02. 20. 2014. 13:07

Szilárd Borbély 1964–2014

One of the most important authors of the mid-generation, poet, writer and literary historian Szilárd Borbély died on Wednesday in tragic circumstances.

Borbély's first novel The Dispossessed (2013) was generally considered by critics as well as readers as the best book of the year. Borbély, who was also a literary scholar and an associate professor at the University of Debrecen, had about twenty volumes to his name, and was awarded several prizes, including the Attila József Prize.

Berlin-Hamlet (2003) is his only volume available so far in English translation, by Ottilie Mulzet. In the 2000s, Borbély steadily published a volume, sometimes two volumes, each year. Most of these were centred, in one way or another, around the tragic fate of his parents, who were victims of a brutal robbery. These include Splendours of Death (2004), later published in an expanded form, with a third section entitled 'Hassidic Sequences,' and a volume of essays entitled The Secondary Threads of a Crime (2008).

Talking about The Splendours of Death, Borbély said in an interview:"I felt all through that it was not me writing but a larger force; I merely noted down some things. Writing is basically a gift, like any talent. We can see all those instances when someone becomes a servant of their own talent, because talent is selfish and cruel. This is also a manifestation of that larger force which guides the hand, which guides a human being. So this is how it happened that I unwittingly gave out the bloody tragedy of my parents, and that I could seem like someone who is begging for sympathy. Basically, I do not like to show off my wounds. And the only way to achieve this is to reveal wounds that are not genuine; like beggars do: passersby see wounds that are not real but painted."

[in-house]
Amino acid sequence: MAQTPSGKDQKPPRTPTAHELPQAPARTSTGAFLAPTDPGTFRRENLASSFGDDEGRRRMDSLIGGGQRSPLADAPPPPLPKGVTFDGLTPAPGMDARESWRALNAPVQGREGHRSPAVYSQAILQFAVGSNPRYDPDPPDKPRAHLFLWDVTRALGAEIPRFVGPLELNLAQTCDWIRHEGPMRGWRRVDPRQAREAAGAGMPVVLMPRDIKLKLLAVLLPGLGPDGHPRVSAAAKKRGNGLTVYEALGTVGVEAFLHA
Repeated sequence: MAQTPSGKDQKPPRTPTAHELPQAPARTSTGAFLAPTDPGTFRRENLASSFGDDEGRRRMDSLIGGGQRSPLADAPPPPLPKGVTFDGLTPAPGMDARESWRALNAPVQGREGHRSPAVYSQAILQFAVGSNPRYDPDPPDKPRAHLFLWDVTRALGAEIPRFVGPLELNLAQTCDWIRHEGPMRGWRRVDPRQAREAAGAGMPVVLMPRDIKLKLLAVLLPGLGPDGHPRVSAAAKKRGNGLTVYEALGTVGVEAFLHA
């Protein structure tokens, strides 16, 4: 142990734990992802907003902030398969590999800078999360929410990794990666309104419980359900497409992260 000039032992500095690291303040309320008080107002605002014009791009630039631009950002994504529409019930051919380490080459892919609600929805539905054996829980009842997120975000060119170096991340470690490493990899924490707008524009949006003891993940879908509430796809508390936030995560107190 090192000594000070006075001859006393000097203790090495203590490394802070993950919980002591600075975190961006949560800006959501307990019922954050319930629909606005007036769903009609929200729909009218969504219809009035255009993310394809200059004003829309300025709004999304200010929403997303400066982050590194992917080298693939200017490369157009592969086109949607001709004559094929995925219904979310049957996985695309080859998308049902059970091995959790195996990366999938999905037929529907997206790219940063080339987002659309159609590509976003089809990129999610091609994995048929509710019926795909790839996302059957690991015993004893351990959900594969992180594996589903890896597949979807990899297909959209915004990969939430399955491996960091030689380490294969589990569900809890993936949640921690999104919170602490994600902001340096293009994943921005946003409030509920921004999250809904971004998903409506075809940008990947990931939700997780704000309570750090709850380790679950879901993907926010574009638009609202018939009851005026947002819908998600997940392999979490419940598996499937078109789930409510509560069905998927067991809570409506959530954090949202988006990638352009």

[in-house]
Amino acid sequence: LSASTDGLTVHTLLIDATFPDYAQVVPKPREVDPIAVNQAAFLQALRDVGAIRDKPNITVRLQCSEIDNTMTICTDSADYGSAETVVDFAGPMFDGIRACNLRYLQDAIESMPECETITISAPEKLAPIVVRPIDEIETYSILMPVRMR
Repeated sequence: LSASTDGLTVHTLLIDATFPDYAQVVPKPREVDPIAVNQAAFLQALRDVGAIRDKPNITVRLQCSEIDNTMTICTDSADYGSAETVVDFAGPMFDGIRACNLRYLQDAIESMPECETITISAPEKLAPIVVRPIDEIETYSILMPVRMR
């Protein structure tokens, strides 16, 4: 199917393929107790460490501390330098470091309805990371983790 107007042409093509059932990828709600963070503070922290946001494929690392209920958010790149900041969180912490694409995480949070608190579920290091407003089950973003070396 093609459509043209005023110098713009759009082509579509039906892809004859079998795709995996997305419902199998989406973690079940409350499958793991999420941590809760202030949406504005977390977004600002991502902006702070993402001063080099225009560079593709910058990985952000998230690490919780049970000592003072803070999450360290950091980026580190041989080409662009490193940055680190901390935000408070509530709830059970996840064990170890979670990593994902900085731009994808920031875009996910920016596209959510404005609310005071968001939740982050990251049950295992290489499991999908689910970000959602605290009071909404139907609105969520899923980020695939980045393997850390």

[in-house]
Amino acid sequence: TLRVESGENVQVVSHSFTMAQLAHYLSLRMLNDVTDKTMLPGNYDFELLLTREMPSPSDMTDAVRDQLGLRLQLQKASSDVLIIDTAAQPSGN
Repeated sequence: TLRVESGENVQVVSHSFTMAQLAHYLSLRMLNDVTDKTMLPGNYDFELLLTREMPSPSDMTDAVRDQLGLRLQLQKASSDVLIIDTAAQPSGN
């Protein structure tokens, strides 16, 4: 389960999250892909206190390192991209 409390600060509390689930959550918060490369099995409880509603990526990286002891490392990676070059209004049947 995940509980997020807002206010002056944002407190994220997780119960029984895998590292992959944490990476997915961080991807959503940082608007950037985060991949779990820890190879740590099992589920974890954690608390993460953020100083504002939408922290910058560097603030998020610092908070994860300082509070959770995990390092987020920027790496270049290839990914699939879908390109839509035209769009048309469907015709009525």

In 2009, he told Litera.hu: "We take for granted whatever is laid in front of us. For me, it was a natural given that there are murderers and there are victims. But I am hardly alone in that, there is nothing extraordinary about this. It is the opposite that is false; as if the world was full of peace and love. Whether man is originally good or evil: that is a false base, and it gives rise to erronous speculations. Moral ideas are speculative, and they create an untruthful world. Creation is terrible and indifferent; it is prior to ideas. Language also has such a layer or such a use, where words are no longer objects or instruments that serve communication. There, metaphors crash under the weight, and new meanings are born where the mediator speaks, whether we call him/her Christ, Messiah, Muse, or Spirit; that is where something happens between man and the world. But this is perhaps not the mysterious force of poetry or prose, but that of language."

In To the Body. Legends of the Transhuman (2010) Borbély draws on female conversational narratives, relating stories surrounding a mother’s experience with pregnancy and birth.

"Unfortunately, everything I have written so far happens to be too gloomy and too sad. This is not how I wanted it though. This is not how I imagined it, not at all. But unfortunately, I was not given an easy fate, even though that was what I always aspired to", Borbély said in an interview given to Litera.hu in 2011. "No, I cannot see a way out. But who am I? Nobody. Just someone trying to stay alive."

See interview with Szilárd Borbély
An excerpt from The Dispossessed in The White Review
Excerpts from 'Hassidic Sequences' in Asymptote Journal
Excerpts from Splendours of Death

Tags: Szilárd Borbély

ottilie ottilie 2014-02-24 12:27


Thank you for this tribute to perhaps the most important Hungarian poet of the early millennium. Borbély, sadly, did suffer from serious depression, as perhaps was inevitable, given the very difficult circumstances of his life. What this tribute unfortunately omits, however, is that he also found life in Hungary to be increasingly untenable, particularly since the rise to power of Viktor Orbán in 2010, and the attendant increasing tolerance of hate speech and the highly disturbing spread of extreme far-right tendencies in Hungary. These factors must be mentioned in connection with Borbély's tragic and untimely death. Not to do so is ,in my view, a grave omission.